Gordon Monson: Utah’s Kyle Whittingham can gripe about money changing college football. But he’s already made stacks of his own.

The era of name, image and likeness makes a coach’s highly lucrative job more complicated.

(Ashley Landis | AP) Utah head coach Kyle Whittingham stands on the sideline during an NCAA college football game against UCLA in Pasadena, Calif., Saturday, Oct. 8, 2022.

You can understand Utah coach Kyle Whittingham complaining about NIL money, easy transfers and the effect they have on college football, the effect they will have on his football team.

He doesn’t like it. Not one bit.

These changes make his job more complicated. The money paid out to players inside top programs will be reflected, he said, in the rankings, the top 25 programs handing out the most money lining up with the top 25 programs on the field and in the polls.

Which is to say, cash rules the college game.

Wow. Who knew?

It’s always been that way, at least to a large degree, and, yes, that degree will be larger now.

Whittingham is getting ready for USC, this week’s opponent for the Utes, as the Trojans have transformed their success inside of one offseason, great players coming into Troy alongside Lincoln Riley, who bolted from Oklahoma to USC, leading to a No. 7 ranking and a 6-0 record.

Quarterback Caleb Williams transferred from the Sooners, receiver Jordan Addison from Pitt, with a boatload of others.

How did they do it? How could the Utes do it? How does anyone?

Said Whittingham: “Pay them a bunch of money … That’s just how it is. That’s where it’s heading and there’s no debate about it, unless they change the rules.”

The Utah coach doubted those changes will come now that the “can of worms” has been opened. And so players such as Williams and Addison will follow the money, get paid, and probably prosper before they ever officially turn pro. And teams like USC will prosper, too, because they have access to buckets of cash from sponsors ready to deliver those payouts.

Where does that leave Utah football?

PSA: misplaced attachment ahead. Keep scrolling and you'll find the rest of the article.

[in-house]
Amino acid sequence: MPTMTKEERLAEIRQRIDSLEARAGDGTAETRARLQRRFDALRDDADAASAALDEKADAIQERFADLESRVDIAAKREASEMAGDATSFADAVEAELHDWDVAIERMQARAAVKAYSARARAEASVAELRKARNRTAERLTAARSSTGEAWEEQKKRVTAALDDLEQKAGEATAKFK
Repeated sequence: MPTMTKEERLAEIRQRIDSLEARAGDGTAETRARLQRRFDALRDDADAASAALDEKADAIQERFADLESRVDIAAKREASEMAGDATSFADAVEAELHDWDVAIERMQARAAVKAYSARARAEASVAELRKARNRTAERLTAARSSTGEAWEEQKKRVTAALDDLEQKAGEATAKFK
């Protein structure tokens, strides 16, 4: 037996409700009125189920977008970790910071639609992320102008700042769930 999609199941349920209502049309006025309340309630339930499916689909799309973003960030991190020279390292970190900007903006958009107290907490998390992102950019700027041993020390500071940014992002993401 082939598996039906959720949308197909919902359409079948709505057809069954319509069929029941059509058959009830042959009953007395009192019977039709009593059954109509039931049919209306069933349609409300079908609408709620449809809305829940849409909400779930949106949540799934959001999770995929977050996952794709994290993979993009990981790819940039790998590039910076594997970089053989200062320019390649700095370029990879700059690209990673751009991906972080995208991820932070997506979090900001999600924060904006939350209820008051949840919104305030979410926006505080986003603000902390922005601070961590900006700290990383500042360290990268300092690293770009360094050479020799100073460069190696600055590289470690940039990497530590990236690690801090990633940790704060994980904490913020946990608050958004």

Looking for its own buckets of cash to pass around.

Many college football fans likely agree with Whittingham, clinging to the romantic, antiquated notion that college football should be played among young people who want an education and who love a school and who love the game.

That ship, at the top college levels, left the dock long ago. It wasn’t as blatant, it wasn’t as open, it wasn’t as obvious or as fluid as it is now, payments being more clandestine, transferring in former years being more difficult.

But money was always being passed around under the table.

Now, it’s on top, as are — or will be — the teams with the most of it.

I get the romance that fans want. I get the control that coaches want.

But there’s something tragically comedic about a coach like Whittingham, who makes upwards of $6 million a year, complaining about players being able to move, players getting paid for their names, images and likenesses.

Why did Riley come to USC? The same reason those transfers did.

So when coaches moan and groan about NIL rules now and their effect on the college game, they tend to ignore the fact that they are getting rich, probably beyond their dreams when they first got into coaching.

Good coaches are worth it. Some of them. If they win, they bring a whole lot of green into a school. They’re professionals.

But, let’s face it, so are the players, the best of them.

They make their money as they get their education … err, as they prepare for their shot at the NFL … and they’ll go on chasing that money to the places where their own best interests can be served.

That’s pretty much the way the world works, and college football is no exception. Forget the romance, that’s gone.

Whether Utah football can keep up with other programs in this regard is the question of the day, one coaches and administrators are desperately connecting with those with deep pockets to answer.

Whether Whittingham wants to deal with that in the seasons ahead will play a role in how long he sticks around, he always having said he’s disinclined to coach into the later stages of his life. Too many other good things for which to live.

But many of those things are available to him because he’s got stacks of cash in the bank, sound-and-solid investments all around. He’s made his money.

Now, others are looking to make their own.